Kaleb Wesson barked at Zavier Simpson. He was frustrated with the junior guard’s relentless defense after Simpson blocked a shot seemingly out of nowhere.
Simpson, of course, barked back.
It wasn’t long before both teams got involved, exchanging words and shoves before the refs broke it up.
In the end, both teams got two technicals plus a common foul on the Buckeyes. Junior center Jon Teske sunk both free throws and the No. 5 Michigan men’s basketball team (20-1 overall, 9-1 Big Ten) — buoyed by a chorus of boos — had all the momentum against Ohio State (13-7, 3-6). The Wolverines scored five straight points afterward to cap off a 9-0 run and extend Michigan’s lead to 18.
“That’s our motivation, when things get chippy in the game,” Simpson said. “We thrive off that. That hungers us, keeps us going. That makes us wanna make the next best play.”
And the Buckeyes’ frustration with Simpson started long before the fight. On the previous possession, Simpson hit a 3-pointer to break up a three-minute scoring drought. Before that, he was a constant presence, grabbing boards left and right and dishing out assists. He finished with a triple-double, the first of his career — scoring 11 points, 10 rebounds and 12 assists and acting as the Wolverines’ catalyst in its 65-49 win.
Ohio State stymied Michigan at first with different defensive looks, including a three-quarters trap and a 2-3 zone. The Wolverines couldn’t get any shots to fall — for two or for three. The Buckeyes, though, gave the ball away and fouled so frequently that they minimized their own volume of chances. In the first minute of the second half alone, they had two fouls and two turnovers.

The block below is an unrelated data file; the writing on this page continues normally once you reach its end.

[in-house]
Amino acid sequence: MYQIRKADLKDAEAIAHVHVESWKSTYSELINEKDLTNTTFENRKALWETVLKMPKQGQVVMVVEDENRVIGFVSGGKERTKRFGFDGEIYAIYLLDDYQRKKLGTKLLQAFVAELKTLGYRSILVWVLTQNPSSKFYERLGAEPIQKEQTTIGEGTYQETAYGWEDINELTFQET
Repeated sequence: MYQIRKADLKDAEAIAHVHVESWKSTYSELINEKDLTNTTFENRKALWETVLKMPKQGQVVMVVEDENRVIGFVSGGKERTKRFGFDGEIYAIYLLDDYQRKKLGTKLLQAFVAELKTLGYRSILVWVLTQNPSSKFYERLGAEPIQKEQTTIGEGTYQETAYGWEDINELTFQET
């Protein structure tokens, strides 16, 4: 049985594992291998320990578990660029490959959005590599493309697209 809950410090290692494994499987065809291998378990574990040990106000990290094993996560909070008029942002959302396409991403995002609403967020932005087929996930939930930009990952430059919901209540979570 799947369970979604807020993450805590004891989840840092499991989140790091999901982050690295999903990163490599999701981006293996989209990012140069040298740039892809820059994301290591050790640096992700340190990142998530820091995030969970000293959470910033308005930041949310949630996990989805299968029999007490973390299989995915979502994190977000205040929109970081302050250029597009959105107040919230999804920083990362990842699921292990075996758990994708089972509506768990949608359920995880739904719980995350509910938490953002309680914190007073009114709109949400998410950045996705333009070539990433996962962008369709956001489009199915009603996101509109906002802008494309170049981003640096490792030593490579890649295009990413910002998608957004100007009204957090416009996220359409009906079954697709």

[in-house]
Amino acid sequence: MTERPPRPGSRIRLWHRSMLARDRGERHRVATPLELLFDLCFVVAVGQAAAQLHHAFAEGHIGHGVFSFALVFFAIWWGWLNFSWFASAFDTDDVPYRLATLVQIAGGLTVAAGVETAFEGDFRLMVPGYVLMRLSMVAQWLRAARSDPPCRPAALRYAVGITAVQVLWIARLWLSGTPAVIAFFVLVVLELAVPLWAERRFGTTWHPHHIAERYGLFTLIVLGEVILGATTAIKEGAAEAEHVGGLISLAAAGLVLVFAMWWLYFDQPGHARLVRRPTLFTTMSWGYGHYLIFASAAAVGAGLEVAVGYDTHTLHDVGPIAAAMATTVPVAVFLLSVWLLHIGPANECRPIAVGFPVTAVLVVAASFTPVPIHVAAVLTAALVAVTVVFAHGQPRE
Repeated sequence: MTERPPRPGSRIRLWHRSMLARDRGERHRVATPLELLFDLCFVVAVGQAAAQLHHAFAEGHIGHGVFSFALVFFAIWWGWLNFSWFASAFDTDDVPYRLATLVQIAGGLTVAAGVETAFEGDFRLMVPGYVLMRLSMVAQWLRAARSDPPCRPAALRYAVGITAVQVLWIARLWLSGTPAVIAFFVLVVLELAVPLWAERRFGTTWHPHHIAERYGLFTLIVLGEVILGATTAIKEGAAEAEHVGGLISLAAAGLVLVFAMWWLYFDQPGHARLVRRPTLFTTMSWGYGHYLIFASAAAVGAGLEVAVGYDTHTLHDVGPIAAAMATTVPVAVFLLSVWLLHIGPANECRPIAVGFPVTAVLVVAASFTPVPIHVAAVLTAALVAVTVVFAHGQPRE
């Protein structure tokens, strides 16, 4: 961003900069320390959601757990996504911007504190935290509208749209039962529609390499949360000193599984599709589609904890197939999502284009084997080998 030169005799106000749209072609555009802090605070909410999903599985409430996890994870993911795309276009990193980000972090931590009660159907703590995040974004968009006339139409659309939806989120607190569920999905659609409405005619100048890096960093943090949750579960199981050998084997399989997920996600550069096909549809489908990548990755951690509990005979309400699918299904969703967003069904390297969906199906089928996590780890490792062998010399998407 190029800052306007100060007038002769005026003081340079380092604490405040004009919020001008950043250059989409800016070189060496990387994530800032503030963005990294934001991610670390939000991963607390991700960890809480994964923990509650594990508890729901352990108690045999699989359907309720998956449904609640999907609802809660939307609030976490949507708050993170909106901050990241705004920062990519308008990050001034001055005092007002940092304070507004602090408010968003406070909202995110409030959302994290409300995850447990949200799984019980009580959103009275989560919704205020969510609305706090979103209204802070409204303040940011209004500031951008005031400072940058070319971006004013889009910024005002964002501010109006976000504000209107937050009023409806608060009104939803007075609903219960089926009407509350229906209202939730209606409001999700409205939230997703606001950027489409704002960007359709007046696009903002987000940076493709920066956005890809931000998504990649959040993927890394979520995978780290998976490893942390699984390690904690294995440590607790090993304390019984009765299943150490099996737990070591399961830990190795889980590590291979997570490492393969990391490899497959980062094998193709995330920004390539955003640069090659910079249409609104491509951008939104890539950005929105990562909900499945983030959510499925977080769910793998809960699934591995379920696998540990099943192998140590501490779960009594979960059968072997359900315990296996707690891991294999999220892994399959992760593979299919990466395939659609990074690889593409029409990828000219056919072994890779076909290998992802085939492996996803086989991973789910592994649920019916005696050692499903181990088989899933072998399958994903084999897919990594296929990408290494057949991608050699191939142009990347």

Parts of the game seemed like exercises in not scoring. But despite its lack of efficiency, Michigan generated enough chances to build up a lead. On one possession, sophomore guard Jordan Poole missed two triples before finally making the third. Two minutes later, Ohio State committed another turnover late in the shot clock. Sophomore forward Isaiah Livers hit a 3-pointer on the other end to give the Wolverines their first lead of the game.
From there, the shots started falling. Michigan took the lead for good on a trey by redshirt junior wing Charles Matthews and finished with 10 3-pointers on 37 percent shooting from beyond the arc.
“(We) were confused a little bit and once we got a rhythm for it, we started to play with a better rhythm, whether it was zone or man in the first half,” said Michigan coach John Beilein. “In the second half they played a couple sets of zone and I think (Poole) hit a three and somebody else hit a three and they didn’t play zone anymore.”
During the final media timeout, two assistants whispered to Simpson a simple message: “Get another rebound.” It was then that he realized he was approaching a milestone. With 2:49 left in the game, following a missed jumper, he finally got his 10th board.
“My teammates, they told me to get it,” Simpson said. “So having it come up, two of them could’ve gotten the rebound. I’m like, ‘Hey, I’m here.’ They kinda let it bounce. … That means a lot.”
A minute later, Simpson was whistled for a foul and removed from the game, but instead of the usual boos to accompany such a call, Simpson exited to cheers of “triple double” and “Zavier Simpson” and then, finally, a standing ovation.